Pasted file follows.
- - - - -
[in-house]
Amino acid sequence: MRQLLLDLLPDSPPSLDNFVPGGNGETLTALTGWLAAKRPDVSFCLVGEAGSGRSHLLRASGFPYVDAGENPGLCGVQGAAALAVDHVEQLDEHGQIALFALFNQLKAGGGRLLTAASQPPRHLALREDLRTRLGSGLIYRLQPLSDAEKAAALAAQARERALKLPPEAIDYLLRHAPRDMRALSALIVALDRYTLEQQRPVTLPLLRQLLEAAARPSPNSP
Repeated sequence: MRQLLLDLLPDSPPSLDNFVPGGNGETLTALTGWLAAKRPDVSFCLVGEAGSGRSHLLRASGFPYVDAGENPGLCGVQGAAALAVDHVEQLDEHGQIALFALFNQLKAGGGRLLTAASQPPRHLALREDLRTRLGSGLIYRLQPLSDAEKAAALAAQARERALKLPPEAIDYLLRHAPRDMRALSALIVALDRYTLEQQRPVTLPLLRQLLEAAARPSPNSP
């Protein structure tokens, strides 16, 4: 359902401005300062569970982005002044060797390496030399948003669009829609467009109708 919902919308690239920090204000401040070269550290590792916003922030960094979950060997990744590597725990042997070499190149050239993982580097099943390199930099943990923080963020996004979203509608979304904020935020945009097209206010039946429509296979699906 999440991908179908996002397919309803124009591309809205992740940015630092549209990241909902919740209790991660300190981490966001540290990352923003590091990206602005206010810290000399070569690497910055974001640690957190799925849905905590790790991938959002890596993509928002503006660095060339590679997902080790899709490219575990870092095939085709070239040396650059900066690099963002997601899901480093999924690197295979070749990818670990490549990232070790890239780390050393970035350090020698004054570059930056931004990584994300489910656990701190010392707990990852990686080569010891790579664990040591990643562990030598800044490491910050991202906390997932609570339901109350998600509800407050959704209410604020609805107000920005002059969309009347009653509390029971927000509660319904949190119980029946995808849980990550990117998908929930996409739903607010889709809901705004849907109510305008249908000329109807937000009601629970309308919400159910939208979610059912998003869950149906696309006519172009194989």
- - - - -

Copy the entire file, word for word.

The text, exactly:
[in-house]
Amino acid sequence: MRQLLLDLLPDSPPSLDNFVPGGNGETLTALTGWLAAKRPDVSFCLVGEAGSGRSHLLRASGFPYVDAGENPGLCGVQGAAALAVDHVEQLDEHGQIALFALFNQLKAGGGRLLTAASQPPRHLALREDLRTRLGSGLIYRLQPLSDAEKAAALAAQARERALKLPPEAIDYLLRHAPRDMRALSALIVALDRYTLEQQRPVTLPLLRQLLEAAARPSPNSP
Repeated sequence: MRQLLLDLLPDSPPSLDNFVPGGNGETLTALTGWLAAKRPDVSFCLVGEAGSGRSHLLRASGFPYVDAGENPGLCGVQGAAALAVDHVEQLDEHGQIALFALFNQLKAGGGRLLTAASQPPRHLALREDLRTRLGSGLIYRLQPLSDAEKAAALAAQARERALKLPPEAIDYLLRHAPRDMRALSALIVALDRYTLEQQRPVTLPLLRQLLEAAARPSPNSP
């Protein structure tokens, strides 16, 4: 359902401005300062569970982005002044060797390496030399948003669009829609467009109708 919902919308690239920090204000401040070269550290590792916003922030960094979950060997990744590597725990042997070499190149050239993982580097099943390199930099943990923080963020996004979203509608979304904020935020945009097209206010039946429509296979699906 999440991908179908996002397919309803124009591309809205992740940015630092549209990241909902919740209790991660300190981490966001540290990352923003590091990206602005206010810290000399070569690497910055974001640690957190799925849905905590790790991938959002890596993509928002503006660095060339590679997902080790899709490219575990870092095939085709070239040396650059900066690099963002997601899901480093999924690197295979070749990818670990490549990232070790890239780390050393970035350090020698004054570059930056931004990584994300489910656990701190010392707990990852990686080569010891790579664990040591990643562990030598800044490491910050991202906390997932609570339901109350998600509800407050959704209410604020609805107000920005002059969309009347009653509390029971927000509660319904949190119980029946995808849980990550990117998908929930996409739903607010889709809901705004849907109510305008249908000329109807937000009601629970309308919400159910939208979610059912998003869950149906696309006519172009194989």